The doctor asked quietly. “Did you have this done while you were pregnant?”
“No way! I had it done beforehand.”
“How long is this supposed to last?”
“I don’t remember.”
“Your hair is still coming in brown. The anti-proteins must have been in your bloodstream throughout the pregnancy, and affected your son during his development.”
“It only affects hair color.”
“Was it injected directly into your scalp?”
“Into my arm. I wouldn’t let anybody come near my head with a needle.”
“Where was this done?” Shania rolled up her sleeve. “No.
I meant, where was the procedure done.” Shania rattled off the name of her beautician. The doctor hurried out the door.
Shania settled back into the bed and wondered if she’d ever see her partner again.
Two days later, Dr. Singh came back, wheeling her son in on a bassinet. Her partner was a few steps behind, practically dragged in by an attendant.
The light brown hair and pale skin made her think the baby was white. Was that the only problem? If it was something really bad, he would’ve been put to sleep already. Her son, with his broad nose and pronounced chin, looked a lot like his father. But when the baby boy opened his eyes, they were gold: not brown, not even hazel, but a yellowish gray that might have been blue in anyone else. “How did this happen?”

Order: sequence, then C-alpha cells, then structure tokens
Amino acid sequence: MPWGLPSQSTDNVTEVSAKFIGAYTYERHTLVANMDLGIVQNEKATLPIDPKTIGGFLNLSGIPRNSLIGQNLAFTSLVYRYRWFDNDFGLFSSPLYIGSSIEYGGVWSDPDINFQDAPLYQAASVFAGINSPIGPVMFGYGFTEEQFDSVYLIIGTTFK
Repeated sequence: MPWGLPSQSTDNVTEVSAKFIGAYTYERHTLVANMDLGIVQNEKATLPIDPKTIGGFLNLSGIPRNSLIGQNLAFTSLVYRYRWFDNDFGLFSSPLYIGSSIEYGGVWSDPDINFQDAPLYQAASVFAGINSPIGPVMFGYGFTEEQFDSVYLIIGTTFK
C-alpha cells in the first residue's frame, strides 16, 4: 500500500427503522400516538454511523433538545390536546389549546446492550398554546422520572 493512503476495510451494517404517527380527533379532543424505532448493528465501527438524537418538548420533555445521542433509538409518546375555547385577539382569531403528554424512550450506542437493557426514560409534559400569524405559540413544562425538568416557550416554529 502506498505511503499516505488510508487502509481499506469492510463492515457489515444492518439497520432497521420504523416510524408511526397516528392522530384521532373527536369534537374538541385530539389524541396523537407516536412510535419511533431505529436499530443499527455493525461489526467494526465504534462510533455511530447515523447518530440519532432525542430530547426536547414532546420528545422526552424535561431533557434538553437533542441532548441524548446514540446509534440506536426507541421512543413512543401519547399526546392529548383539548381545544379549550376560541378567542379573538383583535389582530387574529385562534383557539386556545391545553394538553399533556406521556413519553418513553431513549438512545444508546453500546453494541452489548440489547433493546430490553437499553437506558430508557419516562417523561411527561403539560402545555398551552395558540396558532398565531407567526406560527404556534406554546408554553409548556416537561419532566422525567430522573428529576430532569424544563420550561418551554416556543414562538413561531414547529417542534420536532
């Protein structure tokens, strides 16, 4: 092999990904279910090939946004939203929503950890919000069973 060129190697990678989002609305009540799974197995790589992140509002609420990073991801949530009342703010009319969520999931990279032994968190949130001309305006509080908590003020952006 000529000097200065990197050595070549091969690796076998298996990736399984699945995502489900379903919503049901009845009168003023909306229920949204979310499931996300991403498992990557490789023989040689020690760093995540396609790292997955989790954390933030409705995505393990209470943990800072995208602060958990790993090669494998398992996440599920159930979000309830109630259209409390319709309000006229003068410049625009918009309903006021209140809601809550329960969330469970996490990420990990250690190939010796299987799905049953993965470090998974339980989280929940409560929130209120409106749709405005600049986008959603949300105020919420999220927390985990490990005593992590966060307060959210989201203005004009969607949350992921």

“The hair coloring treatment you received appears to be a long-lasting anti-sense protein. It is manufactured to exactly
If it was something really bad, the baby would’ve been put to sleep already.
counteract the body’s natural coloring protein so as to produce an intermediate coloring, in your case, brown. The anti-sense protein you received has remained in your system, affecting your hair and affecting your son.”
Shania’s partner looked relieved. It wasn’t his fault. Shania self-consciously ran a hand through her hair. Who would have thought a no-maintenance hair coloring would cause something like this?
“Will he look normal after the stuff wears off?” Shania asked.
“Why not?” her baby’s father asked.
“In adults, the coloring genes are set at conception unless genetically altered. In your son’s case, the anti-sense protein
When the baby boy opened his eyes, they were gold: not brown, not even hazel, but a yellowish gray that might have been blue in anyone else.